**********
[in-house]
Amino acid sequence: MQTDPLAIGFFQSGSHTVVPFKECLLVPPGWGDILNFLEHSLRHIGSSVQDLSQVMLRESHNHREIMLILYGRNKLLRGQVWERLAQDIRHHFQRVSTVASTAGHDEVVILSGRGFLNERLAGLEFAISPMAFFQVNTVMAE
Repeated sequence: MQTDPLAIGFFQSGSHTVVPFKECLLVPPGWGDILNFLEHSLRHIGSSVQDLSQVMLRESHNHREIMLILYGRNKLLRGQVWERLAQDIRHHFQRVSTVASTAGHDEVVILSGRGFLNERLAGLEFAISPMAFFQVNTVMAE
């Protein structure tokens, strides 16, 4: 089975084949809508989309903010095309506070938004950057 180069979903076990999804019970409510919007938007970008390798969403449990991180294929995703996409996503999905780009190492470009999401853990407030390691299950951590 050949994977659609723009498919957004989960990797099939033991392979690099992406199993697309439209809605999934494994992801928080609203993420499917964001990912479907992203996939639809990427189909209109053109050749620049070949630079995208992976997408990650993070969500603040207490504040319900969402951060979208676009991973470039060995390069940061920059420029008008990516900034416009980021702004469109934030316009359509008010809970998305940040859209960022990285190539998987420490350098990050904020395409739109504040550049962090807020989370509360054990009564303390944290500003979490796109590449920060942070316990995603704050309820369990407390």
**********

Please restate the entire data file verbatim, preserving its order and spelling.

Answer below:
[in-house]
Amino acid sequence: MQTDPLAIGFFQSGSHTVVPFKECLLVPPGWGDILNFLEHSLRHIGSSVQDLSQVMLRESHNHREIMLILYGRNKLLRGQVWERLAQDIRHHFQRVSTVASTAGHDEVVILSGRGFLNERLAGLEFAISPMAFFQVNTVMAE
Repeated sequence: MQTDPLAIGFFQSGSHTVVPFKECLLVPPGWGDILNFLEHSLRHIGSSVQDLSQVMLRESHNHREIMLILYGRNKLLRGQVWERLAQDIRHHFQRVSTVASTAGHDEVVILSGRGFLNERLAGLEFAISPMAFFQVNTVMAE
């Protein structure tokens, strides 16, 4: 089975084949809508989309903010095309506070938004950057 180069979903076990999804019970409510919007938007970008390798969403449990991180294929995703996409996503999905780009190492470009999401853990407030390691299950951590 050949994977659609723009498919957004989960990797099939033991392979690099992406199993697309439209809605999934494994992801928080609203993420499917964001990912479907992203996939639809990427189909209109053109050749620049070949630079995208992976997408990650993070969500603040207490504040319900969402951060979208676009991973470039060995390069940061920059420029008008990516900034416009980021702004469109934030316009359509008010809970998305940040859209960022990285190539998987420490350098990050904020395409739109504040550049962090807020989370509360054990009564303390944290500003979490796109590449920060942070316990995603704050309820369990407390």